Al-Qaeda plans comeback

2012-10-21 12:04

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Kabul - A diminished but resilient al-Qaeda, whose terrorist attacks drew America into its longest war, is attempting a comeback in Afghanistan's mountainous east even as US and allied forces wind down their combat mission and concede a small but steady toehold to the terrorist group.

That concerns US commanders, who have intensified strikes against al-Qaeda cells in recent months. It also undercuts an Obama administration narrative portraying al-Qaeda as battered to the point of being a nonissue in Afghanistan as Western troops start leaving.

When he visited Afghanistan in May to mark the one-year anniversary of the US raid that killed Osama bin Laden, President Barack Obama said his administration had turned the tide of war. "The goal that I set - to defeat al-al-Qaeda, and deny it a chance to rebuild - is within reach," he said.

As things stand, however, an unquestionably weakened al-Qaeda appears to have preserved at least limited means of regenerating inside Afghanistan as US influence in the country wanes. The last US combat troops are scheduled to be gone by 31 December 2014, with security matters turned over to the Afghan government.

"They are trying to increase their numbers and take advantage of the Americans leaving," the police chief of Paktika province, General Dawlat Khan Zadran, said through a translator in an interview this month in the governor's compound. He mentioned no numbers, but said al-Qaeda has moved more weapons across the border from Pakistan.

For years the main target of US-led forces has been the Taliban, rulers of Afghanistan and protectors of al-Qaeda before the US invasion 11 years ago. But the strategic goal is to prevent al-Qaeda from again finding haven in Afghanistan from which to launch attacks on the US.

Fled to Pakistan

Al-Qaeda's leadership fled in late 2001 to neighbouring Pakistan, where it remains.

The group remains active inside Afghanistan, fighting US troops, spreading extremist messages, raising money, recruiting young Afghans and providing military expertise to the Taliban and other radical groups.

US General John Allen, the top commander of international forces in Afghanistan, has said al-Qaeda has re-emerged, and although its numbers are small, he says the group doesn't need a large presence to be influential.

US officials say they are committed, even after the combat mission ends in 2014, to doing whatever it takes to prevent a major resurgence. The Americans intend, for example, to have special operations forces at the ready to keep a long-term lid on al-Qaeda inside Afghanistan.

A more immediate worry is the threat posed by the growing presence of al-Qaeda and affiliated groups in Yemen, Somalia and across a broad swath of North Africa, where it is believed al-Qaeda-linked militants may have been responsible for the attack on the US Consulate in Benghazi, Libya, that killed US Ambassador Chris Stevens and three other Americans.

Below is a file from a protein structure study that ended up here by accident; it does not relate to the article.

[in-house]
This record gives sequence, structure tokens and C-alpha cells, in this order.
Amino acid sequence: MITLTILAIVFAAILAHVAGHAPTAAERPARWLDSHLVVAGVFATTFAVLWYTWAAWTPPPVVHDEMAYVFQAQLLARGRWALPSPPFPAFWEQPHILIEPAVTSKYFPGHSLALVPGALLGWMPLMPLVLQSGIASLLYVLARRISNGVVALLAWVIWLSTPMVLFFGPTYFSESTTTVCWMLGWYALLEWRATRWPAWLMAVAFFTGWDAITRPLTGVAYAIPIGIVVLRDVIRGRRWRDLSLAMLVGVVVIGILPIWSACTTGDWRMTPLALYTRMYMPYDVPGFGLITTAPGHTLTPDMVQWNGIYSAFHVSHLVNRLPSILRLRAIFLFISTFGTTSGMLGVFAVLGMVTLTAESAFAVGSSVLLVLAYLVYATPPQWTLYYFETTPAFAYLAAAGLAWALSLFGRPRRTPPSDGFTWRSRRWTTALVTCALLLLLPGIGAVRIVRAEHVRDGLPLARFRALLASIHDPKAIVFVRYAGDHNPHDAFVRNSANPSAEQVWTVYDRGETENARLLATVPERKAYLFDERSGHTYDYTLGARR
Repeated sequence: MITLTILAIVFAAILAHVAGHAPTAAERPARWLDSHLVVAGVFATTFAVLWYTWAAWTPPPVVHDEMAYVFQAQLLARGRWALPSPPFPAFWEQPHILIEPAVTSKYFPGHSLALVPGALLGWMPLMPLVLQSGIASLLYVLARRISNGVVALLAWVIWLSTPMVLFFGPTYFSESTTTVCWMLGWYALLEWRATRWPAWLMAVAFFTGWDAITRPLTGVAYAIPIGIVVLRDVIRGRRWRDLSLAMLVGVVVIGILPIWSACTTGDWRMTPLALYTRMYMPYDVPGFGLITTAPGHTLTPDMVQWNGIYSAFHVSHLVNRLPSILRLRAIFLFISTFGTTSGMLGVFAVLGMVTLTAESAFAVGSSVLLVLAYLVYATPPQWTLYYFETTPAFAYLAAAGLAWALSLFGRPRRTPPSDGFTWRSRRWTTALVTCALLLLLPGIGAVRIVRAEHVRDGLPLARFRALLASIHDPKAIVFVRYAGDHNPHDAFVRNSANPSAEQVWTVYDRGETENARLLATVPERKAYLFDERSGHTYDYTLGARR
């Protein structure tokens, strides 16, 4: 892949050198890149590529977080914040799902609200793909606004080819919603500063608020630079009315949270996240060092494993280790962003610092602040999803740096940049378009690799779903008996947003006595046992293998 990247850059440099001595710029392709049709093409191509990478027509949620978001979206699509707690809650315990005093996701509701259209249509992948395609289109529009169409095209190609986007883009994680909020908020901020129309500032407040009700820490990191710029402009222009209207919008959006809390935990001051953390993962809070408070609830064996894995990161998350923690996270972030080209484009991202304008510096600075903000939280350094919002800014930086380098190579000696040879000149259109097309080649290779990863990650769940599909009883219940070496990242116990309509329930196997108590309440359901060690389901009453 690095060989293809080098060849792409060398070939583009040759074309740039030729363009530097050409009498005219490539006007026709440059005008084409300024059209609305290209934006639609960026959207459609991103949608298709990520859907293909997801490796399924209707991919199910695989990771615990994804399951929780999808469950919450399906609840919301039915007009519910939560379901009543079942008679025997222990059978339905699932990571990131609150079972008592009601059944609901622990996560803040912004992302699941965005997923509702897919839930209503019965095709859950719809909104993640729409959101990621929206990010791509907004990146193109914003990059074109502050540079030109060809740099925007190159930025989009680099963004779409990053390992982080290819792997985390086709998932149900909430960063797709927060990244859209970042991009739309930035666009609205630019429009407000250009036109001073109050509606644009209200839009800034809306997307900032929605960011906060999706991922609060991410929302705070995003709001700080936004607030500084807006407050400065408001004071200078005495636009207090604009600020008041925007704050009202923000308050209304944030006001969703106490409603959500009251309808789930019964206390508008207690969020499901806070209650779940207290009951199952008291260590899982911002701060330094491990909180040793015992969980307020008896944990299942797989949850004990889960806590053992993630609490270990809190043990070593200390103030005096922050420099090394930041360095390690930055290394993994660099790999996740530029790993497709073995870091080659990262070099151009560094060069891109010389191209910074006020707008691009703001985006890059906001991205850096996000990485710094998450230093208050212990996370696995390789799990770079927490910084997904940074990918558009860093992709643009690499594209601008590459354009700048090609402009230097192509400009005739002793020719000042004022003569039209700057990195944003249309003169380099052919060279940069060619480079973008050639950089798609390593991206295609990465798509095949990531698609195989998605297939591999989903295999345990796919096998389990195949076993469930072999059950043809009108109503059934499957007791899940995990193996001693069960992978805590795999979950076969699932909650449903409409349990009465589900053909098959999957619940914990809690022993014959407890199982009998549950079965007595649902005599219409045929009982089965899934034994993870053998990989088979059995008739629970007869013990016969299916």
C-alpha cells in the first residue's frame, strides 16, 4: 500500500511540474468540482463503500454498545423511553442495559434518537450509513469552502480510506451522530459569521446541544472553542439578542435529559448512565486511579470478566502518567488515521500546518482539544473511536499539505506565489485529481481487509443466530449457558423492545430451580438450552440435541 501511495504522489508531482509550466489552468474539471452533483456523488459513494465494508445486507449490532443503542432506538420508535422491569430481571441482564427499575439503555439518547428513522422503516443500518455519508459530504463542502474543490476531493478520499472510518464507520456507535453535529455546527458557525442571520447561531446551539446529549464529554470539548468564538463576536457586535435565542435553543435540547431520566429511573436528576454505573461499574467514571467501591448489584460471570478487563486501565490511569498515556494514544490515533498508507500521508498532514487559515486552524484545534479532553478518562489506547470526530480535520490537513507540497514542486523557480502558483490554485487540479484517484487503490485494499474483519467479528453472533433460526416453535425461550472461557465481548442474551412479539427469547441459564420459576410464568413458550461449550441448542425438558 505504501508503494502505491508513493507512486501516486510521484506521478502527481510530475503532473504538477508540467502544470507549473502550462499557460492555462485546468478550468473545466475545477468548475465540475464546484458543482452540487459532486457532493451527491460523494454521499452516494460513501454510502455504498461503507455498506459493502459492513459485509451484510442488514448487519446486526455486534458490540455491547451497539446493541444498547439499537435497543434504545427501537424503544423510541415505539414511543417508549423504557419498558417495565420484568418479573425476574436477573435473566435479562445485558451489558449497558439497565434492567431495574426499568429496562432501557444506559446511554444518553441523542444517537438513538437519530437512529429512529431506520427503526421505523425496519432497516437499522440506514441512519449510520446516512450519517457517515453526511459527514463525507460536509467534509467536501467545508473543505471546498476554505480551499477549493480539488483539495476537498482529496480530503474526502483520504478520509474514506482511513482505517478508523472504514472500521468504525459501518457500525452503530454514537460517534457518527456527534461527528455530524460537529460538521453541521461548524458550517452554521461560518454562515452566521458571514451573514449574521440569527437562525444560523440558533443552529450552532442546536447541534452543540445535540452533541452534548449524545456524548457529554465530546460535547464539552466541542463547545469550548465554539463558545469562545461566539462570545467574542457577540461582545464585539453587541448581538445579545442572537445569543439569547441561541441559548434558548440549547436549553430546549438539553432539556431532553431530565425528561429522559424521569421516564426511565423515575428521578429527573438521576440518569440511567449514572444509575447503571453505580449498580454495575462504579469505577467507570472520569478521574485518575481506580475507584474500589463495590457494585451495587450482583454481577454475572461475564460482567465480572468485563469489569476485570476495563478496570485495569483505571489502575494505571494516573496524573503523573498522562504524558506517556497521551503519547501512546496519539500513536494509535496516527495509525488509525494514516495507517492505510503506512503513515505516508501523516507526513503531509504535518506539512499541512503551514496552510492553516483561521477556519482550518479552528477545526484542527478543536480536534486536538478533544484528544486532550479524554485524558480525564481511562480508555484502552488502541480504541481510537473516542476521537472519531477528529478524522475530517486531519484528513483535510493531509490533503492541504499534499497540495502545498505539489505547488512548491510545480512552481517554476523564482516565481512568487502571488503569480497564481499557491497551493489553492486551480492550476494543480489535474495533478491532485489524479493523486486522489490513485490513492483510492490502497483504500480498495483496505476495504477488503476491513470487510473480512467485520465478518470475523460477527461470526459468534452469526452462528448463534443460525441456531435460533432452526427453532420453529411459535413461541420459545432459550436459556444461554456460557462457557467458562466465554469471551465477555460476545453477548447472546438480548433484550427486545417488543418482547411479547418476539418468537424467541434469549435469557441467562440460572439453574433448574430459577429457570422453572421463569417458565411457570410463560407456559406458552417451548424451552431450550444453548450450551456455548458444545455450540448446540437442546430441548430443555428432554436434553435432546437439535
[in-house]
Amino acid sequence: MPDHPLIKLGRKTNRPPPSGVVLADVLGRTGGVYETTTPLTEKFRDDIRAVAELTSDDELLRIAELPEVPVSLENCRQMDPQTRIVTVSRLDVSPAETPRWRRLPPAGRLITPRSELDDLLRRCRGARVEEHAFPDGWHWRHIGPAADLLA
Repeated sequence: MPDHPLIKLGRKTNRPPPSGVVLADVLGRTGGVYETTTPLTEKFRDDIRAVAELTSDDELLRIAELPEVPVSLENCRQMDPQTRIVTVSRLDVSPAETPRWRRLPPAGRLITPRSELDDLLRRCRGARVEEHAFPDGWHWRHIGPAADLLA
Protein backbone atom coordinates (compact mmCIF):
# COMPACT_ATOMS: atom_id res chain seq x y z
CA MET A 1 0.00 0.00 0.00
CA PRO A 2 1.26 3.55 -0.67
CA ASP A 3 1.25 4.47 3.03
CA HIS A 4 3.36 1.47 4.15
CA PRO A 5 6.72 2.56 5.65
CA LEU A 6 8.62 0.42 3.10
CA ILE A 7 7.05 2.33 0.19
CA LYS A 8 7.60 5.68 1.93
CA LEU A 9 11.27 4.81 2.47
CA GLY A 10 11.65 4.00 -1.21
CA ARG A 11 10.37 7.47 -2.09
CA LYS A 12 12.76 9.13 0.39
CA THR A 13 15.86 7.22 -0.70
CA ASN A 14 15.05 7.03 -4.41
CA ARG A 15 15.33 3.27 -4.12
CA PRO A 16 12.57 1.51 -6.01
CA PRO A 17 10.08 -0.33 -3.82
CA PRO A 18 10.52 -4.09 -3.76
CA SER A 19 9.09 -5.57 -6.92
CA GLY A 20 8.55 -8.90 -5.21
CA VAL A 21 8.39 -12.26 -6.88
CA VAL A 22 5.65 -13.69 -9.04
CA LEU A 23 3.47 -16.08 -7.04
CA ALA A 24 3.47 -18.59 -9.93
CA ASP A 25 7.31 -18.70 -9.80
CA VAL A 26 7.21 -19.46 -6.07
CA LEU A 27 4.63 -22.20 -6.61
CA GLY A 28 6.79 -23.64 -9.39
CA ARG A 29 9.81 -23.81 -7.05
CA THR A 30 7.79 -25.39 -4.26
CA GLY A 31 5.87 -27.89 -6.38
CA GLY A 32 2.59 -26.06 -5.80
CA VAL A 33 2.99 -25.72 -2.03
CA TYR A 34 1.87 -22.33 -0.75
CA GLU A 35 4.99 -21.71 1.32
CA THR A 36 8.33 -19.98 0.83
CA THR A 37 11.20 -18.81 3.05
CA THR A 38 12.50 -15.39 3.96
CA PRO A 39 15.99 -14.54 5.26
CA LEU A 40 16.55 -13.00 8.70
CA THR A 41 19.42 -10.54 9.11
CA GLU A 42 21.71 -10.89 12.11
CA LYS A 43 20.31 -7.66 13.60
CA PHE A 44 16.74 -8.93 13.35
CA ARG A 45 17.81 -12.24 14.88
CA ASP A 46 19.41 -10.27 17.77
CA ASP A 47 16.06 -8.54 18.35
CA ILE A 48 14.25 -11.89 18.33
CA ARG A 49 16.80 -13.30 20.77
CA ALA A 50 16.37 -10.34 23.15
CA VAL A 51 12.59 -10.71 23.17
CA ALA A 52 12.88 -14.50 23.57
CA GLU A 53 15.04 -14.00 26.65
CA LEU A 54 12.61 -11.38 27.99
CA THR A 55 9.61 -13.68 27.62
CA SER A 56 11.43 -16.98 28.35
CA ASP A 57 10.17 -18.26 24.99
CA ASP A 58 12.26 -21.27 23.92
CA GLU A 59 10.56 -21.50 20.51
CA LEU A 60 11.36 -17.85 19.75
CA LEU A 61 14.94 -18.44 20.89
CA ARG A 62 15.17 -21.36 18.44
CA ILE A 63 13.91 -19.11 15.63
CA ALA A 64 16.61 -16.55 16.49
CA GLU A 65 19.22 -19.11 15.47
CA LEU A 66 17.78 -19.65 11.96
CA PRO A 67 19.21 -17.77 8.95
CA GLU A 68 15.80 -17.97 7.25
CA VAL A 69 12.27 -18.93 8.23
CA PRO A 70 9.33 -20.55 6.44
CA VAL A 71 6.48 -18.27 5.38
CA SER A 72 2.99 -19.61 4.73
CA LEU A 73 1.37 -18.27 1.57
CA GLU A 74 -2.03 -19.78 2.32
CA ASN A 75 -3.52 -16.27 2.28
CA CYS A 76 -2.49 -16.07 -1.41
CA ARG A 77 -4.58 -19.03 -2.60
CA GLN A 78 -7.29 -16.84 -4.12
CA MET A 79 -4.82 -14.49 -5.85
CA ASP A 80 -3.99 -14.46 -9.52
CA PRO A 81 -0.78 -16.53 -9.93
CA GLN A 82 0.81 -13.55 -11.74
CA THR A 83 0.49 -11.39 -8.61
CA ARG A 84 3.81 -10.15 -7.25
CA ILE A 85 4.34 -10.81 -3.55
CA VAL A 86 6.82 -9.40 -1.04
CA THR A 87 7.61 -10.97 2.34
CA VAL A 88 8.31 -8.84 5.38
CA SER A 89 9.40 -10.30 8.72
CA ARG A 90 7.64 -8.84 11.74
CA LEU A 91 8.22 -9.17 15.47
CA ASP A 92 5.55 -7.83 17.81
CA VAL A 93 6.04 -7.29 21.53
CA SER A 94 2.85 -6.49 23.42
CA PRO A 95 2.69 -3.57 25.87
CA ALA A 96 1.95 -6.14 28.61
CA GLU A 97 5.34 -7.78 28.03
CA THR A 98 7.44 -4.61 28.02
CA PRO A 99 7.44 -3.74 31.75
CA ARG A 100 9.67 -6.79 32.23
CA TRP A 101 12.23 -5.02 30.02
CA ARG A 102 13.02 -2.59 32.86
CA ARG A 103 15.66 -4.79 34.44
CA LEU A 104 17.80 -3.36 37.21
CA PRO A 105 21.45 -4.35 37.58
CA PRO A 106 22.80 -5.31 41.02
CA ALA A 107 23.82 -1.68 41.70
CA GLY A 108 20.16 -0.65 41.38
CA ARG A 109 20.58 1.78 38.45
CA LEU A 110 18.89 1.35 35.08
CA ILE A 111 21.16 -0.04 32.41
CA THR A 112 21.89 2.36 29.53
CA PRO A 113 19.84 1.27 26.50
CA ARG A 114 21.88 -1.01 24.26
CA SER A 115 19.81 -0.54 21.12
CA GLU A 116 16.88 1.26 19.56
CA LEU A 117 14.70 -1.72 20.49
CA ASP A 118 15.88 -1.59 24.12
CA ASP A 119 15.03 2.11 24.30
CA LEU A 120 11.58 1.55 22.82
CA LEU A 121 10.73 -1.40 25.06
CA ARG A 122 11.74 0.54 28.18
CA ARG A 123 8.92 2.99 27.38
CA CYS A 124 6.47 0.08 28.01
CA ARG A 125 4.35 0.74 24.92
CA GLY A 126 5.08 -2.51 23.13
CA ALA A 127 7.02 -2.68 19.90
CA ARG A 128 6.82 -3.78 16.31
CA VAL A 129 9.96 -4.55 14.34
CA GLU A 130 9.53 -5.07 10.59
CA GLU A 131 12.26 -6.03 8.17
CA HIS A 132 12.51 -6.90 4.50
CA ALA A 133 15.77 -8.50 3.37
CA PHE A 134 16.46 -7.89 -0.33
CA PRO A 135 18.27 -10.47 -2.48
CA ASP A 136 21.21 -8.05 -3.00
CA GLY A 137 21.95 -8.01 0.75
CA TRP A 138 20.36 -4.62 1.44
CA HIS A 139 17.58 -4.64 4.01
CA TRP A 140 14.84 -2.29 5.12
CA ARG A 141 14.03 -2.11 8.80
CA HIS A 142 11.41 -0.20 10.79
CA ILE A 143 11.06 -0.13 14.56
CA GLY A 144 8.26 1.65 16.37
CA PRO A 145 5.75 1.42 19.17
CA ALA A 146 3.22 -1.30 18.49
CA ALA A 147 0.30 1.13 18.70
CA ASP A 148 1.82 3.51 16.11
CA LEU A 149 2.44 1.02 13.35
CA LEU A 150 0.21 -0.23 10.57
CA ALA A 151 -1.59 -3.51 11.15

US and Afghan officials say al-Qaeda also has been building ties with like-minded Islamic militant groups present in Afghanistan, including Pakistan-based Lashkar-e-Taiba, which is blamed for the November 2008 rampage in Mumbai, India, that killed 166 people, and the Islamic Movement of Uzbekistan, which is present in the north.


Ahmadullah Mowahed, a member of the Afghan parliament from the eastern province of Nuristan, along the Pakistan border, said he fears the departure of American combat forces will open the way for the Taliban and al-Qaeda to overwhelm the provincial government.

"As soon as they leave, the eyes of al-Qaeda will quickly focus on Nuristan," he said.

US analysts say there is reason for concern that al-Qaeda is down, but not out.

"They've been hit hard in a few cases, but they definitely are involved in the fight - absolutely," said Seth G Jones, a senior political scientist at RAND Corp.

Jones, a former adviser to the commander of US special operations forces in Afghanistan, recently returned from a trip to eastern Afghanistan where he learned that al-Qaeda's support network has expanded and its relations with groups such as the Pakistani-based Haqqani network are strong.

"That's a very serious concern because that kind of environment would allow al-Qaeda to continue to operate, at least at a small level, because it's a workable environment for them, he said.

Richard Barrett, head of a UN group that monitors the threat posed by al-Qaeda and the Taliban, said al-Qaeda fears the Taliban will strike a deal with the Afghan government that would make the group all but irrelevant.

"So they will be doing whatever they can to assert their influence, to assert their presence" in Afghanistan, he said.

Read more on:    al-qaeda  |  afghanistan  |  us  |  security  |  us terror threat  |  war

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